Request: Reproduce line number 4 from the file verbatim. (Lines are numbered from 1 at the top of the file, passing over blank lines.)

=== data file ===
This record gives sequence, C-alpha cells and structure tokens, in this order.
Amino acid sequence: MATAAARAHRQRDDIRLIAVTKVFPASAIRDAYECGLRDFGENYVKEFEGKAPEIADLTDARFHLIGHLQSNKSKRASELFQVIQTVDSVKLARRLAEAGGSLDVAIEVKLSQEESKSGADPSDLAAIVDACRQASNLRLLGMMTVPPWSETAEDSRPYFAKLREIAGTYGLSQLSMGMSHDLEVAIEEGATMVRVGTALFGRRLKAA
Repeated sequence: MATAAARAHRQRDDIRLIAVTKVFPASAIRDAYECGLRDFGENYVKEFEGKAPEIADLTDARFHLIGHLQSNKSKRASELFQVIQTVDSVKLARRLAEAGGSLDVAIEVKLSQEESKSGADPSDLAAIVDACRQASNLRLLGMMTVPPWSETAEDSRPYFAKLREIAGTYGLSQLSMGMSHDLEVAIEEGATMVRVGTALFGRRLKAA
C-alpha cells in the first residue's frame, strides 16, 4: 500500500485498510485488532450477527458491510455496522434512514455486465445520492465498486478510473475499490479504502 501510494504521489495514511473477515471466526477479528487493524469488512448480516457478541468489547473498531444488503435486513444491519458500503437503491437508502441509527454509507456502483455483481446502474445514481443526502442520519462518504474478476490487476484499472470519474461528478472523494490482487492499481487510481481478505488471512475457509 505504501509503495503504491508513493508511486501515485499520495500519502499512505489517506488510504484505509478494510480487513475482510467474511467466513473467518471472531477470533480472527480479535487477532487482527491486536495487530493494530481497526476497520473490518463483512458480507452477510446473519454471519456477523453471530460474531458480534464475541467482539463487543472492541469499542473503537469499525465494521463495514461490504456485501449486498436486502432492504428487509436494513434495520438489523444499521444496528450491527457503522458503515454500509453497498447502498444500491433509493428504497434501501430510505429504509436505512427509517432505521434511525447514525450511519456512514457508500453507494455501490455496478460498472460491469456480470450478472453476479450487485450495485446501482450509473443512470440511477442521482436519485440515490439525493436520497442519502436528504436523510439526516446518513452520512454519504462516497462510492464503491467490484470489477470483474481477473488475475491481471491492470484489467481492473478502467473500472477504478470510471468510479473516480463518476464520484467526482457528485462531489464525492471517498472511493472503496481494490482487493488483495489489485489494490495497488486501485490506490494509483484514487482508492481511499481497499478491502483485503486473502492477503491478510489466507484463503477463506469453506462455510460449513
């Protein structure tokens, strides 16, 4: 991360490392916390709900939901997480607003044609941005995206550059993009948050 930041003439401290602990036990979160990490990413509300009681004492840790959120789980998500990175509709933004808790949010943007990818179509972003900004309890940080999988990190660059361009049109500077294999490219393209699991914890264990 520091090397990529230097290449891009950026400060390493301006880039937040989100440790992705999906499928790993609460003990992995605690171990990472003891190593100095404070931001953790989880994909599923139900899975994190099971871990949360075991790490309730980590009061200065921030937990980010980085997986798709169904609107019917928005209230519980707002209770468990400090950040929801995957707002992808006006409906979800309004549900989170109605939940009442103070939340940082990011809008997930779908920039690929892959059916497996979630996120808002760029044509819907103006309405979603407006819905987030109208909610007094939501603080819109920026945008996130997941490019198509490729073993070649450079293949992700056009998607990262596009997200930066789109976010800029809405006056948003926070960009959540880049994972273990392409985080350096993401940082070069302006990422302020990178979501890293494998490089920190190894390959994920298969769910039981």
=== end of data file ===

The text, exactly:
C-alpha cells in the first residue's frame, strides 16, 4: 500500500485498510485488532450477527458491510455496522434512514455486465445520492465498486478510473475499490479504502 501510494504521489495514511473477515471466526477479528487493524469488512448480516457478541468489547473498531444488503435486513444491519458500503437503491437508502441509527454509507456502483455483481446502474445514481443526502442520519462518504474478476490487476484499472470519474461528478472523494490482487492499481487510481481478505488471512475457509 505504501509503495503504491508513493508511486501515485499520495500519502499512505489517506488510504484505509478494510480487513475482510467474511467466513473467518471472531477470533480472527480479535487477532487482527491486536495487530493494530481497526476497520473490518463483512458480507452477510446473519454471519456477523453471530460474531458480534464475541467482539463487543472492541469499542473503537469499525465494521463495514461490504456485501449486498436486502432492504428487509436494513434495520438489523444499521444496528450491527457503522458503515454500509453497498447502498444500491433509493428504497434501501430510505429504509436505512427509517432505521434511525447514525450511519456512514457508500453507494455501490455496478460498472460491469456480470450478472453476479450487485450495485446501482450509473443512470440511477442521482436519485440515490439525493436520497442519502436528504436523510439526516446518513452520512454519504462516497462510492464503491467490484470489477470483474481477473488475475491481471491492470484489467481492473478502467473500472477504478470510471468510479473516480463518476464520484467526482457528485462531489464525492471517498472511493472503496481494490482487493488483495489489485489494490495497488486501485490506490494509483484514487482508492481511499481497499478491502483485503486473502492477503491478510489466507484463503477463506469453506462455510460449513